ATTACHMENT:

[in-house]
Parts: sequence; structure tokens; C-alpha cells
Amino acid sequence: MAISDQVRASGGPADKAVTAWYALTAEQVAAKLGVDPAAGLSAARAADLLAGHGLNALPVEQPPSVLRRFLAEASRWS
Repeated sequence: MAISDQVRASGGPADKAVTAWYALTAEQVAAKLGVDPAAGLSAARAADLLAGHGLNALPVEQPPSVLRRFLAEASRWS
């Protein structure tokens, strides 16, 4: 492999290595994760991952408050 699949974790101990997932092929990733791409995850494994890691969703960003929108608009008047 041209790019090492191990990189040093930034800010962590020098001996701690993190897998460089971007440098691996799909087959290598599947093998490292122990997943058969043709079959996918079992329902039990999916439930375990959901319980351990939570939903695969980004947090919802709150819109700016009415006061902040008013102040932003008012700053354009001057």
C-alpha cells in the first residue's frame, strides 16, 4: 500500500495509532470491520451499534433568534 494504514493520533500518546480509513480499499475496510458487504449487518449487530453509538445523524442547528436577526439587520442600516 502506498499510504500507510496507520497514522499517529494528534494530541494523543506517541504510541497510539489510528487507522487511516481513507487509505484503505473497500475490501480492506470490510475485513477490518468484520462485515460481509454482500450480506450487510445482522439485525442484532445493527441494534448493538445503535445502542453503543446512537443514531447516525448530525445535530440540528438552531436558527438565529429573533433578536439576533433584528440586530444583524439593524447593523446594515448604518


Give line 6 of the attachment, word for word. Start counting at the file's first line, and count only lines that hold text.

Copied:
C-alpha cells in the first residue's frame, strides 16, 4: 500500500495509532470491520451499534433568534 494504514493520533500518546480509513480499499475496510458487504449487518449487530453509538445523524442547528436577526439587520442600516 502506498499510504500507510496507520497514522499517529494528534494530541494523543506517541504510541497510539489510528487507522487511516481513507487509505484503505473497500475490501480492506470490510475485513477490518468484520462485515460481509454482500450480506450487510445482522439485525442484532445493527441494534448493538445503535445502542453503543446512537443514531447516525448530525445535530440540528438552531436558527438565529429573533433578536439576533433584528440586530444583524439593524447593523446594515448604518